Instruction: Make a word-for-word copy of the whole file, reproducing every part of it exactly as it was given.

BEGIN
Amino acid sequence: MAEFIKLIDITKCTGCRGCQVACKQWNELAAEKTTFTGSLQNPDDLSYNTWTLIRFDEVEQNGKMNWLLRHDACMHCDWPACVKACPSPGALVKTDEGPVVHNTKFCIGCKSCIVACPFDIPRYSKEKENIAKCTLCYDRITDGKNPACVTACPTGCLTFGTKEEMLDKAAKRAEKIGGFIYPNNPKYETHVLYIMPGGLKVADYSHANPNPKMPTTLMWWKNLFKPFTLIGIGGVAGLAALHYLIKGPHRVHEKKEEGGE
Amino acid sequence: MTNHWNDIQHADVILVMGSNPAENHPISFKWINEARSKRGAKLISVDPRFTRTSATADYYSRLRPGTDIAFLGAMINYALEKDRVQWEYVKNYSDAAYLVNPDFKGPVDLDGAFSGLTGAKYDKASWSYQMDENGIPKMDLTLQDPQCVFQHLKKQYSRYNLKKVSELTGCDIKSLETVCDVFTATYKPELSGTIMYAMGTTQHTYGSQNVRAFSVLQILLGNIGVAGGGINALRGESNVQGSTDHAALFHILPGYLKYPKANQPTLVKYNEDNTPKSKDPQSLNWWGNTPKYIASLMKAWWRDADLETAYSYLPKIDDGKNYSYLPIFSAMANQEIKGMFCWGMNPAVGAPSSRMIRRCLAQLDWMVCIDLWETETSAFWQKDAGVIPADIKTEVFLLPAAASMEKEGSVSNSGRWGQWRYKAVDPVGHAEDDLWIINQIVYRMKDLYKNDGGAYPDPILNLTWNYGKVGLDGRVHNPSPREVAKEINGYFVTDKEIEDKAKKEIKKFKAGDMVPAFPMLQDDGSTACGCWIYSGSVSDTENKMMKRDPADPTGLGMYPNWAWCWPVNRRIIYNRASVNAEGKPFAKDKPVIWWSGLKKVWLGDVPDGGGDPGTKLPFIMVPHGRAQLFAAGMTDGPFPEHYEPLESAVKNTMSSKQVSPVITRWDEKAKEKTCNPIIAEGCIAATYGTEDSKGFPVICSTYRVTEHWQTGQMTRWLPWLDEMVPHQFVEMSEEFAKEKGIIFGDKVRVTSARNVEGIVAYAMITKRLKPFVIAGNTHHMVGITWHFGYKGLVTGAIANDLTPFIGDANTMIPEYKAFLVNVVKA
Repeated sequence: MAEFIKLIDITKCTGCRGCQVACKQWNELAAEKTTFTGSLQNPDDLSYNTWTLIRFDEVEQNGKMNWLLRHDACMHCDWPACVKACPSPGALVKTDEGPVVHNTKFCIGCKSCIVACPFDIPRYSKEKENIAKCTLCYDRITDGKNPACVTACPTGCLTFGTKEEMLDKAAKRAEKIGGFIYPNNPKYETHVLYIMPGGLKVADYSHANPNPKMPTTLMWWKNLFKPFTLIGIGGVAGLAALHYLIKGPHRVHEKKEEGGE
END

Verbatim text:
Amino acid sequence: MAEFIKLIDITKCTGCRGCQVACKQWNELAAEKTTFTGSLQNPDDLSYNTWTLIRFDEVEQNGKMNWLLRHDACMHCDWPACVKACPSPGALVKTDEGPVVHNTKFCIGCKSCIVACPFDIPRYSKEKENIAKCTLCYDRITDGKNPACVTACPTGCLTFGTKEEMLDKAAKRAEKIGGFIYPNNPKYETHVLYIMPGGLKVADYSHANPNPKMPTTLMWWKNLFKPFTLIGIGGVAGLAALHYLIKGPHRVHEKKEEGGE
Amino acid sequence: MTNHWNDIQHADVILVMGSNPAENHPISFKWINEARSKRGAKLISVDPRFTRTSATADYYSRLRPGTDIAFLGAMINYALEKDRVQWEYVKNYSDAAYLVNPDFKGPVDLDGAFSGLTGAKYDKASWSYQMDENGIPKMDLTLQDPQCVFQHLKKQYSRYNLKKVSELTGCDIKSLETVCDVFTATYKPELSGTIMYAMGTTQHTYGSQNVRAFSVLQILLGNIGVAGGGINALRGESNVQGSTDHAALFHILPGYLKYPKANQPTLVKYNEDNTPKSKDPQSLNWWGNTPKYIASLMKAWWRDADLETAYSYLPKIDDGKNYSYLPIFSAMANQEIKGMFCWGMNPAVGAPSSRMIRRCLAQLDWMVCIDLWETETSAFWQKDAGVIPADIKTEVFLLPAAASMEKEGSVSNSGRWGQWRYKAVDPVGHAEDDLWIINQIVYRMKDLYKNDGGAYPDPILNLTWNYGKVGLDGRVHNPSPREVAKEINGYFVTDKEIEDKAKKEIKKFKAGDMVPAFPMLQDDGSTACGCWIYSGSVSDTENKMMKRDPADPTGLGMYPNWAWCWPVNRRIIYNRASVNAEGKPFAKDKPVIWWSGLKKVWLGDVPDGGGDPGTKLPFIMVPHGRAQLFAAGMTDGPFPEHYEPLESAVKNTMSSKQVSPVITRWDEKAKEKTCNPIIAEGCIAATYGTEDSKGFPVICSTYRVTEHWQTGQMTRWLPWLDEMVPHQFVEMSEEFAKEKGIIFGDKVRVTSARNVEGIVAYAMITKRLKPFVIAGNTHHMVGITWHFGYKGLVTGAIANDLTPFIGDANTMIPEYKAFLVNVVKA
Repeated sequence: MAEFIKLIDITKCTGCRGCQVACKQWNELAAEKTTFTGSLQNPDDLSYNTWTLIRFDEVEQNGKMNWLLRHDACMHCDWPACVKACPSPGALVKTDEGPVVHNTKFCIGCKSCIVACPFDIPRYSKEKENIAKCTLCYDRITDGKNPACVTACPTGCLTFGTKEEMLDKAAKRAEKIGGFIYPNNPKYETHVLYIMPGGLKVADYSHANPNPKMPTTLMWWKNLFKPFTLIGIGGVAGLAALHYLIKGPHRVHEKKEEGGE